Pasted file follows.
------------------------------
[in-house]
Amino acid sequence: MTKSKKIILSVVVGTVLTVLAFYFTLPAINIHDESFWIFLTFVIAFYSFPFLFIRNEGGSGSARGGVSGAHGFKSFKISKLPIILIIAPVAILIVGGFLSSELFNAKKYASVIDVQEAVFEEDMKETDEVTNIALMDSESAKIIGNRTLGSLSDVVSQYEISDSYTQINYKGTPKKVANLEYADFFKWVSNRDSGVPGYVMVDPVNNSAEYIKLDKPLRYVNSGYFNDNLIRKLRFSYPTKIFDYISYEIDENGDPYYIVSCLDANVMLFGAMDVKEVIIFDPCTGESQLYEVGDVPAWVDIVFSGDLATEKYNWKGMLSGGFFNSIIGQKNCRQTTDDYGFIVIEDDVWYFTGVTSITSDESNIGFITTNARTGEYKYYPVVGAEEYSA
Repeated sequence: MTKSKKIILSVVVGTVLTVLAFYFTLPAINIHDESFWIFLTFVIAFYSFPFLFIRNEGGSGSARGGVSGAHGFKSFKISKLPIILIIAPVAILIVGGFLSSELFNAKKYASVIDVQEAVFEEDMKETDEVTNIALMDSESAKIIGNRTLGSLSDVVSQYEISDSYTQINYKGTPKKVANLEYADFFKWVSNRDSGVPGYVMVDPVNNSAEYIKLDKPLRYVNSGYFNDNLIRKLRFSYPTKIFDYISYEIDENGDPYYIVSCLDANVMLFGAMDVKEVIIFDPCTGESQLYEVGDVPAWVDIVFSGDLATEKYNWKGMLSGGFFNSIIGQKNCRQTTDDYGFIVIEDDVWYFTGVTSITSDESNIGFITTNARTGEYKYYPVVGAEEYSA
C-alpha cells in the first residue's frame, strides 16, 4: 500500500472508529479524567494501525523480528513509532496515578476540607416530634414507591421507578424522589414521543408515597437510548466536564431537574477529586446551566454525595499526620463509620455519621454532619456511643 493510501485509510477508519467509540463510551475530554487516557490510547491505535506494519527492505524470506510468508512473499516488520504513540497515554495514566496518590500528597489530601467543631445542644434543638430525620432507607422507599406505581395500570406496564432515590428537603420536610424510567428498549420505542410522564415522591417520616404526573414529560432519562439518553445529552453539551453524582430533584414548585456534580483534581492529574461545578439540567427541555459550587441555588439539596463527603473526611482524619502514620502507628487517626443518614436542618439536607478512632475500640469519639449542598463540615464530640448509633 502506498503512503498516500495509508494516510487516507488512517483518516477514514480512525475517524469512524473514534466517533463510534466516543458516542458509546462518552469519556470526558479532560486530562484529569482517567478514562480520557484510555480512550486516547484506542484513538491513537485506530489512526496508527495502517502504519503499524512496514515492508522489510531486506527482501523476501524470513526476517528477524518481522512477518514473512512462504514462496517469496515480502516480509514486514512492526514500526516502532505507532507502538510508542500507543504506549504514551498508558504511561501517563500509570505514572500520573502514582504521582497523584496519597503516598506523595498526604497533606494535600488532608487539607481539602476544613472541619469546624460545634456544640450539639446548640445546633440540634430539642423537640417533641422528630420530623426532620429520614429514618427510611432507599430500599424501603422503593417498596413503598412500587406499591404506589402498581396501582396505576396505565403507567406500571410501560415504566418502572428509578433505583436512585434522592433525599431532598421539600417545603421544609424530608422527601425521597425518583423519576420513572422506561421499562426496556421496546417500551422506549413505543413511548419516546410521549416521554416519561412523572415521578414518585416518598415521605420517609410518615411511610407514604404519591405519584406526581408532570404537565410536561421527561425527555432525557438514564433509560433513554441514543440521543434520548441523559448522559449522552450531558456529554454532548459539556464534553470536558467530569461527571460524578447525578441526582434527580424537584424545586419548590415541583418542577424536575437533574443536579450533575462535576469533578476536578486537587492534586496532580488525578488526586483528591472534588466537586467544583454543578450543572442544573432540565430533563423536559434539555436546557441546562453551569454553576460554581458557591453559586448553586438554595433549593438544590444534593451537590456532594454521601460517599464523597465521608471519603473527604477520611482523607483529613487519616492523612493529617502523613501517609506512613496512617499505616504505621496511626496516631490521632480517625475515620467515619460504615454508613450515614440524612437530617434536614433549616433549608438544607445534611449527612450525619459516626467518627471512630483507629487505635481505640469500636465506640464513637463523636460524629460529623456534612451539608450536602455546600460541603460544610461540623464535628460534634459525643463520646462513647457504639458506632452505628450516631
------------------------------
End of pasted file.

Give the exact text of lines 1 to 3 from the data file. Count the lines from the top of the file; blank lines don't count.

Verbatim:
[in-house]
Amino acid sequence: MTKSKKIILSVVVGTVLTVLAFYFTLPAINIHDESFWIFLTFVIAFYSFPFLFIRNEGGSGSARGGVSGAHGFKSFKISKLPIILIIAPVAILIVGGFLSSELFNAKKYASVIDVQEAVFEEDMKETDEVTNIALMDSESAKIIGNRTLGSLSDVVSQYEISDSYTQINYKGTPKKVANLEYADFFKWVSNRDSGVPGYVMVDPVNNSAEYIKLDKPLRYVNSGYFNDNLIRKLRFSYPTKIFDYISYEIDENGDPYYIVSCLDANVMLFGAMDVKEVIIFDPCTGESQLYEVGDVPAWVDIVFSGDLATEKYNWKGMLSGGFFNSIIGQKNCRQTTDDYGFIVIEDDVWYFTGVTSITSDESNIGFITTNARTGEYKYYPVVGAEEYSA
Repeated sequence: MTKSKKIILSVVVGTVLTVLAFYFTLPAINIHDESFWIFLTFVIAFYSFPFLFIRNEGGSGSARGGVSGAHGFKSFKISKLPIILIIAPVAILIVGGFLSSELFNAKKYASVIDVQEAVFEEDMKETDEVTNIALMDSESAKIIGNRTLGSLSDVVSQYEISDSYTQINYKGTPKKVANLEYADFFKWVSNRDSGVPGYVMVDPVNNSAEYIKLDKPLRYVNSGYFNDNLIRKLRFSYPTKIFDYISYEIDENGDPYYIVSCLDANVMLFGAMDVKEVIIFDPCTGESQLYEVGDVPAWVDIVFSGDLATEKYNWKGMLSGGFFNSIIGQKNCRQTTDDYGFIVIEDDVWYFTGVTSITSDESNIGFITTNARTGEYKYYPVVGAEEYSA